Somebody wanted to get at something under the center console and the seat has some wear on the bolster and cushion but otherwise this is a fine example of 1990’s Pontiac engineering, complete with very gray and plasticky switchgear on the dashboard and steering wheel. Lo and behold, this one even has a manual transmission, I’m curious what the take rate was on that combined with the V6 engine.
Airbags were standard on both sides of the dashboard on this year’s Firebird, and was touted as such in the advertising. The base price was $14,589 (so about $25,300 today) which seems pretty good, I’m having a hard time coming up with much these days for that amount that tries to look as fast as this does. After a quick look, it seems that the 2020 Camaro actually starts at $25,995, also with a manual transmission but a turbo-4 and no T-tops so the pricing is generally inline with what used to be even if that current base engine now produces 275hp. And if you thought you sat low and had a hard time seeing out of this F-body, will you be in for a surprise if you run down and check out that 2020 Camaro!
I pity anyone who had to wedge themselves back there but there are few signs of that having ever happened in this one. GM did do pretty good velour back then.
That’s a horrendously poor excuse for a trunk but I’m guessing at least one set of golf clubs (or maybe two with small shoulderbags?) fit into the well at the rear. The rear lid is an absolutely massive assembly with a huge piece of glass and then the decklid and big wraparound spoiler, when the struts go out, it’s not easy to lift this and keep it up without smashing down.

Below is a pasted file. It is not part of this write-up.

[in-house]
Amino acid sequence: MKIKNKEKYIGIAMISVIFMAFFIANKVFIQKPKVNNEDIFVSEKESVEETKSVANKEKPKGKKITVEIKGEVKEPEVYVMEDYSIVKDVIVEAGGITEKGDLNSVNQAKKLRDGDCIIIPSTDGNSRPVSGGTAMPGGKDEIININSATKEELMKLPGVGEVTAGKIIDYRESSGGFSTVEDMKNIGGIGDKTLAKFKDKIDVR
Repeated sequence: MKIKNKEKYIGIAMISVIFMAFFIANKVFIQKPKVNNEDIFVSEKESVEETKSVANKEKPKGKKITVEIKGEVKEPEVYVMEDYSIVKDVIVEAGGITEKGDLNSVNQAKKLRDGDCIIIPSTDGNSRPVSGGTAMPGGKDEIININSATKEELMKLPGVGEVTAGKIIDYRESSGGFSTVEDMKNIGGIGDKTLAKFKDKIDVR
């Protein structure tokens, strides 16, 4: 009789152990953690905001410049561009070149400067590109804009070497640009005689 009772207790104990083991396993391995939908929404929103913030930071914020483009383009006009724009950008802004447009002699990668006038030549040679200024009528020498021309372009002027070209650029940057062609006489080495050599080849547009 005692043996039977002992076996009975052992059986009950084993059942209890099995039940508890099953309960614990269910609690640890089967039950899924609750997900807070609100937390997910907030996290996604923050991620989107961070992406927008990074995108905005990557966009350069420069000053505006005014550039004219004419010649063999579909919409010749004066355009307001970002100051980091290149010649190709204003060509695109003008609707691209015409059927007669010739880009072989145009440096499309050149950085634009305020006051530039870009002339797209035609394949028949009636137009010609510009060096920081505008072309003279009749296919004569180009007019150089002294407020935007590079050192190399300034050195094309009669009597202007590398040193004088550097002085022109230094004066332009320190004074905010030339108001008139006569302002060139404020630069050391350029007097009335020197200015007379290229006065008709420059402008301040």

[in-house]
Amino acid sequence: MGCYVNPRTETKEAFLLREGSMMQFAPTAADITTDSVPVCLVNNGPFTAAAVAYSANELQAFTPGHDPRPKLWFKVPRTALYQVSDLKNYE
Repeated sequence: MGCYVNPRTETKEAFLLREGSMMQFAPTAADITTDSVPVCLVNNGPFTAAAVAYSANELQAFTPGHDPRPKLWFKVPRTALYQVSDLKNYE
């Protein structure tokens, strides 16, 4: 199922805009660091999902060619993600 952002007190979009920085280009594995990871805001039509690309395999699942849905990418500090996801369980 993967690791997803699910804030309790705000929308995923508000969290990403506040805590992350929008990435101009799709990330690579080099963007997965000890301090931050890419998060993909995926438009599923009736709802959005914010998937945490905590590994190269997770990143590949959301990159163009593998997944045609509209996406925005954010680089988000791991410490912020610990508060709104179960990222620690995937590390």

This ‘Bird wants to keep going, even at rest here it looks fully warmed up with half a tank of gas and some oil pressure…158,260 miles was the final verdict on the flightline though if in fact it’s here due to something mechanical and not just the usual not being able to find anyone that wants to drive a manual transmissioned car.
It’s even got the T-tops!
Built in April of 1994, laid to rest here in April of 2020, so a 26 year run from the day it was built at the Sainte-Therese plant in Quebec.
Not being part of the F-body scene it surprises me that someone wouldn’t have snapped up this body to build a lightweight sleeper of a car. Add slightly larger wheels and tires and a bigger engine and some suspension work, this seems like it would have appealed to someone if they of course were given the chance at it.
But the curtain falls and this ‘Bird quiets down for good, another Pontiac having outlasted its maker by eleven years. Don’t miss the video below!
In-Motion-Classic: 1998 Pontiac Firebird – The Last Flight by Joseph Dennis
Nice find. Its a shame to see damage- free cars in the wrecking yard that are nicer than the car I’m actually driving. This means , of course, they threw away a car I’d happily pay cash for.
I totally agree with your assessment. I never aspired to one of these, and I don’t do red cars, but I’d almost make an exception for this one. It would make a fine commuter car. Rust free, cloth seats, and three pedals – what a shame. This vehicle wouldn’t have ended up like this in the Detroit area.
I completely forgot that the 3800 wasn’t a FWD/transverse-only V6.
A great find, and nice pics. I’m a bit surprised this Firebird is in the boneyard, given its excellent condition. Circa 1995, I actually found the newly restyled Sunfire a better looking car. In fact, I found the previous generation F-bodies, and the similarly styled RX-7, more attractive than this over-styled, bulbous design.
If you looked in the cassette player, you would have found this cassette single in immaculate condition. 🙂